He also published an apology on his website, inviting those who’ve been through Love in Action to contact him. “If you have been wounded by me or harmed through the hands of my leadership; please come to me and allow an opportunity for me to personally apologize with the hope that we can both be released from the bondage of unforgiveness,” he wrote.

Still, some who feel victimized by his organization say that Smid’s apology hasn’t gone far enough. “I don’t think he yet understands quite the damage and the harm he has done,” says Peterson Toscano, who spent two years in Smid’s program as an adult and later created a one-man show about it, “Doin’ Time In The Homo No Mo’ Halfway House.” “It was a very destructive process mentally, emotionally, spiritually, sexually—all across the board.” Toscano describes an incident when Smid, responding to a young man of 19 or 20 who wanted to leave the program, staged a mock funeral. The would-be defector had to lie still on a table while the other participants “talked about how terrible it was that he didn’t stick with God, and now look where he is, he’s dead because he left,” says Toscano.

To be sure, Smid regrets the way Love In Action hammered away at “demonic homosexuality,” he says. “I think that was really, for kids that are 15, 16, 17 years old, oh my goodness. With all the things they’re already struggling with, I can’t imagine what that might have been like for them.” At the same time, he still believes that some people, even those forced into his program against their will, benefited from it. “I think there was some positive things about them being there,” he says. “I think we did a good job of listening to them, of hearing their hearts. There was some validation from the staff and from me while they were there.”

Smid has left his new position on gay relationships “intentionally ambiguous,” he says. “Commonly when a homosexual finds God’s amazing love for them as they are, their perversion diminishes, their promiscuity decreases or goes away completely, and at times they accept being single or they may find a God-centered relationship that also seems to be healthy and faithful,” he writes on his website. He told me that “God can absolutely work” within a monogamous gay relationship, which stops somewhat short of an endorsement.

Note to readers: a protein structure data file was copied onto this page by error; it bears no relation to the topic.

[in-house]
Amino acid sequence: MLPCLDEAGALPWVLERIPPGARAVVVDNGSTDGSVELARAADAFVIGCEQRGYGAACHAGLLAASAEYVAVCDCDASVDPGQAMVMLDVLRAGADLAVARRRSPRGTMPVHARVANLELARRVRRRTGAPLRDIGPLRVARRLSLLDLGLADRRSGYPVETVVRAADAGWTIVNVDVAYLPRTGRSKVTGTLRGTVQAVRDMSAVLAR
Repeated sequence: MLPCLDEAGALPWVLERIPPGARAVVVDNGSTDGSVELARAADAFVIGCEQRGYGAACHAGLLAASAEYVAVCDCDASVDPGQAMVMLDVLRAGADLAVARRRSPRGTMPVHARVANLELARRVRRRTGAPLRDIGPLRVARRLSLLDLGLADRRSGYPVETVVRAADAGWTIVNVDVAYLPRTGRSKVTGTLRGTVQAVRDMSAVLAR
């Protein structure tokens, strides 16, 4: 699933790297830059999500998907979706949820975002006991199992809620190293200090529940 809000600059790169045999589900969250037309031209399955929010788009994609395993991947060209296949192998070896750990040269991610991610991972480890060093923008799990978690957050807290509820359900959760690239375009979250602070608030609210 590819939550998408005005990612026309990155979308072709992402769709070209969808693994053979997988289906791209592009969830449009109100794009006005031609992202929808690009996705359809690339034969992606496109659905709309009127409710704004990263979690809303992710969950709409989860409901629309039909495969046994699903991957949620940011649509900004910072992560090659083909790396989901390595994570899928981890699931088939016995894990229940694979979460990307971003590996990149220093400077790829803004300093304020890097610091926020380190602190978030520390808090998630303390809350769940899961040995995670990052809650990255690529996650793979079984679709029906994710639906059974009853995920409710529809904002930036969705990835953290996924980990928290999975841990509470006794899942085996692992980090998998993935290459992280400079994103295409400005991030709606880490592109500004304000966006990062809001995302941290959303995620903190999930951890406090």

Brandon Tidwell, who went through Love in Action’s residential program in 2002, is suspicious of Smid’s apologies in part because of this lack of clarity about what he now believes. “I don’t think he’s really addressing the business that he ran,” Tidwell says. “He used people’s fears in order to generate revenue for programs that had no validity, no licensure, not accountability and didn’t work.” After leaving, Tidwell says he spent five years in therapy to “unwind” all the beliefs Love in Action inculcated in him.

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“I’ve sent John an email and asked him to never reach out to me,” he says. “It’s not due to a lack of forgiveness. I just don’t really want to open that part of my life up again, and deal with his issues on my time.”

These days, Smid, 57, supports himself through a housecleaning business that he runs with his wife, and he’s launched a new ministry, Grace Rivers, which runs a weekly fellowship meeting for gay Christians. This weekend is gay pride in Memphis, and Smid will be at the parade along with a group of Christians involved in something called the “I’m Sorry” campaign. Founded by a Chicago missionary named Andrew Marin, participants go to gay events to seek forgiveness for the church’s history of homophobia, wearing T-shirts that say, “I’m Sorry. Love Is an Orientation.”

Smid is still praying over what to write on his sign. “It’s not necessarily the generic church saying I’m sorry, it’s deeper than that,” he says. “I’m trying to figure out how to say something on a small poster.”